Back to the Sep-Oct 2021 issue

Bits & Briefs

An Outdoor Fitness Option in Worthington

Community partners in Worthington recently installed a public Fitness Court on the campus of Minnesota West Community & Technical College. Photo courtesy Michael Cumisky.

Are you still feeling that Olympic spirit or at least want to dust off the cobwebs? Community partners in Worthington have recently installed a public Fitness Court — you can think of it as a pretty cool looking fresh air gym — on the campus of Minnesota West Community & Technical College that can help. The court offers a full-body circuit workout complete with diagrams to show you the moves and QR code links to watch video instructions. The court design, equipment, and workout program is an initiative of the National Fitness Campaign. Waite Park was the first city in the state to join the campaign and was the inspiration for Worthington’s project. Law enforcement instructor Mike Cumiskey from Minnesota West has championed the project, and intends to use the court as part of the curriculum this fall. The City of Worthington was involved from the beginning, said Cumiskey, and dedicated funding for about a third of the project’s $160,000 price tag. “From the outset the college had decided to partner with the city and make this something accessible to the whole community,” said Cumiskey. Worthington Regional Healthcare Foundation and the National Fitness Campaign also provided grant money for the project. Next steps include training community ambassadors to get the word out to the public.

Downtown Storefronts to Sleepy Eye History

Main street, Sleepy Eye, Minnesota
Photo by Frank Scobie.

Sleepy Eye’s Downtown Revitalization Committee is creating a walking tour to help support downtown businesses while celebrating the city’s many original downtown structures. The committee, formed in 2019, includes Mayor Wayne Pelzel, members of the public, and reps from the Sleepy Eye Economic Development Authority and the Sleepy Eye Chamber of Commerce. Members are researching each building and gathering photos to create a display for the storefront windows that will give passerby a peak into the past. “This should be a fun project with a lot of community revitalization involvement,” said Pelzel. The committee also hopes to include the information in a guide to the entire downtown community, and make the guides available at local motels, campgrounds, and other likely traveler locations. For more information: www.

Check Out Some Fresh Air

A family walking in the parkWhile a library card is known to metaphorically transport readers to far off places and provide new points of view, residents in St. Cloud and Waite Park can now get a literal breath of fresh air from the checkout desk. Each library in the Great River Regional Library now offers two parking passes that can be used for entry to Quarry Park and Nature Preserve. The park pass program is a collaboration between the library system and the Stearns County Parks Department. The passes are available first-come, first-serve, and will save patrons the cost of a day pass or annual pass to the park for fishing, hiking, snowshoeing, or watching the clouds go by. What community treasures would you want your residents to “check out” at the library?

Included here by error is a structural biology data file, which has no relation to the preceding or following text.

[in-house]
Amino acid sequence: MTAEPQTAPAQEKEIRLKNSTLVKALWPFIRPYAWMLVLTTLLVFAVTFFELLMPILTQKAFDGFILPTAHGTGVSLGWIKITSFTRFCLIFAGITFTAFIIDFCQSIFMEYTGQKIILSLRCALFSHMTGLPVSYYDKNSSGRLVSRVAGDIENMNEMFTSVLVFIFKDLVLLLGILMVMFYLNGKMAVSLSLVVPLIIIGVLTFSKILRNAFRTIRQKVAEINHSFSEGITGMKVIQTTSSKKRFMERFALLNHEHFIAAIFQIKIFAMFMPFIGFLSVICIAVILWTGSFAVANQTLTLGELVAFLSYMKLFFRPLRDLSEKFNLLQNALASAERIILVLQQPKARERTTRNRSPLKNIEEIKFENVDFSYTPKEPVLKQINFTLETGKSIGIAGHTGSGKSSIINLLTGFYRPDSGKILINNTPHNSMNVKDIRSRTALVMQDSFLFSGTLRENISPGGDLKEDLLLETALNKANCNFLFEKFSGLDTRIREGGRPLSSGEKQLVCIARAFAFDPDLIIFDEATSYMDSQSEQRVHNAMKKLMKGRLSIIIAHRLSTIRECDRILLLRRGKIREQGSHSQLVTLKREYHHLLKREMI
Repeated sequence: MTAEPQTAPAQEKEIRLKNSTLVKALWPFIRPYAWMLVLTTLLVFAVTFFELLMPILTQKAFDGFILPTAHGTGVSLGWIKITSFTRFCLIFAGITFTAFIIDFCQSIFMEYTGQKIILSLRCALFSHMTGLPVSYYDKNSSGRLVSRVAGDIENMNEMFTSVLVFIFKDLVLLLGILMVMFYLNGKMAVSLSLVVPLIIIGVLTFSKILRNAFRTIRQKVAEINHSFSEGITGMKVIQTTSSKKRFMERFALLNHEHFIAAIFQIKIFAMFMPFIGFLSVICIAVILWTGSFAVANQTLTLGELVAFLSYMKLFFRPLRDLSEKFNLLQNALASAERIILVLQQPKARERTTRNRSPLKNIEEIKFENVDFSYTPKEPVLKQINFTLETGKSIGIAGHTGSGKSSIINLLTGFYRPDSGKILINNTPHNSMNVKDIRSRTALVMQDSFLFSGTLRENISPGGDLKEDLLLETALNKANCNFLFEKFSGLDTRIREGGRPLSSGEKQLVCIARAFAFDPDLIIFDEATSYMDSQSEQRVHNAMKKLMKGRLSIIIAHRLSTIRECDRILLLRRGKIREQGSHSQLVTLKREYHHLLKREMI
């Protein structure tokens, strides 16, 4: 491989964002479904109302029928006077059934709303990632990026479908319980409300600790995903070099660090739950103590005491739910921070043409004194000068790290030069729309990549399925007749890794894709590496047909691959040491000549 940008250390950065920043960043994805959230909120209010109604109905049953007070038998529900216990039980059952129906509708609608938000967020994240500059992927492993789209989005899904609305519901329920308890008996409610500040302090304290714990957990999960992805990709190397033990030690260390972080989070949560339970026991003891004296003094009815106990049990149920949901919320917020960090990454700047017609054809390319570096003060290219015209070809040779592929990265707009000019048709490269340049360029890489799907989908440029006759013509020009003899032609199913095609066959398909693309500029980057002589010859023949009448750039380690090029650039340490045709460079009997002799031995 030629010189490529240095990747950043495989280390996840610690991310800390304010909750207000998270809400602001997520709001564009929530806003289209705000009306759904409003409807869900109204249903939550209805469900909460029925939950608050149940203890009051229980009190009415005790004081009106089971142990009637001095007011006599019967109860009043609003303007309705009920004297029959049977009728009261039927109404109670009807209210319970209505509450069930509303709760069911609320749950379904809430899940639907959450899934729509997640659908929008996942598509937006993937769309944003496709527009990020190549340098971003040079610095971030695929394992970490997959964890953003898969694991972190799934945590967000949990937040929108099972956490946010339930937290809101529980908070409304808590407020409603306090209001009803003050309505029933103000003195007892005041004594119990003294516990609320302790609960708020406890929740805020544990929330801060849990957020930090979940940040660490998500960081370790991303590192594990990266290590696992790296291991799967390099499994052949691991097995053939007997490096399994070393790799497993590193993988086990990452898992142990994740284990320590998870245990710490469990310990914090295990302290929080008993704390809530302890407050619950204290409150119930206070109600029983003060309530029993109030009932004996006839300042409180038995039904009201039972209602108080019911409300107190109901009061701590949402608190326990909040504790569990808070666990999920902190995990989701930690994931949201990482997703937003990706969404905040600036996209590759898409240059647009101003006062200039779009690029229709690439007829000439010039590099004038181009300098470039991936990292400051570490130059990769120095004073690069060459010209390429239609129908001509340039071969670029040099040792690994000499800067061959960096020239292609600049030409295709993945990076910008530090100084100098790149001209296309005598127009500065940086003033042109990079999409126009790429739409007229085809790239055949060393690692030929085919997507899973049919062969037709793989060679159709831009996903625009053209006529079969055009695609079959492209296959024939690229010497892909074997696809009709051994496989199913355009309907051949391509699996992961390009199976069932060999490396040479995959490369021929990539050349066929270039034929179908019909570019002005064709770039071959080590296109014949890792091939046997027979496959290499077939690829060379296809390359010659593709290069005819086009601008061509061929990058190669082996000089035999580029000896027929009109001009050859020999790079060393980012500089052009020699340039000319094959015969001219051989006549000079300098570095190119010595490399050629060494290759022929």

Ask a Stupid Question Day

A question mark.Ask a Stupid Question Day is Sept. 30. But remember, when it comes to understanding local government, a lot of perfectly good questions might feel “stupid” to a resident. To facilitate discussion, the City of Longview, Tex., invites residents to post their “stupid questions” in the comments of the city’s Facebook page. City staff monitor the thread for questions and connect with other staff to respond over the course of the day, sharing context, short explainers, and a few facts to shed light on each topic. Particularly complex and specific questions get redirected to staff email, and suggestions like “Why don’t you put a stop sign at this intersection?” get routed for follow-up. In 2019 and 2020 the city received such questions as: Why don’t the mayor and council just come up for election at the same time as the presidential election? Are their listings of tax-seized or abandoned property for sale? Why don’t all busy streets have turn lanes? Are their city ordinances prohibiting organized Nerf wars in local parks?

A New Season of GreenStep City Discussion Topics

This year’s lineup of GreenStep Cities virtual workshops are set. Beginning Sept. 8 and runningGreenStep logo. through spring you can join in virtually for discussion of city sustainability topics ranging from yard waste to parking. Minnesota GreenStep Cities and Tribal Nations is a voluntary challenge, assistance, and recognition program to help communities achieve their sustainability and quality-of-life goals. Actions are tailored to all Minnesota cities, focus on cost savings and energy use reduction, and encourage civic innovation. While workshop planners bring in plenty of city officials and subject matter experts to share know-how and lessons learned, attendees frequently cite the chance to meet up and talk with other city sustainability leads as a big perk of the monthly events. See the full lineup and register at

NLC City Summit: Beehive State, or Beehive State of Mind

The National League of Cities is offering their annual City Summit both in-person and virtually this year. The hybrid event is slated for Nov. 18-20 in Salt Lake City, Utah – and yep, Utah is known as the Beehive State! Executive education sessions spanning topics from understanding burnout to leveraging tourism start on the 15th. Attending in person? Take advantage of the mobile tours and see city projects and priorities in action. More information: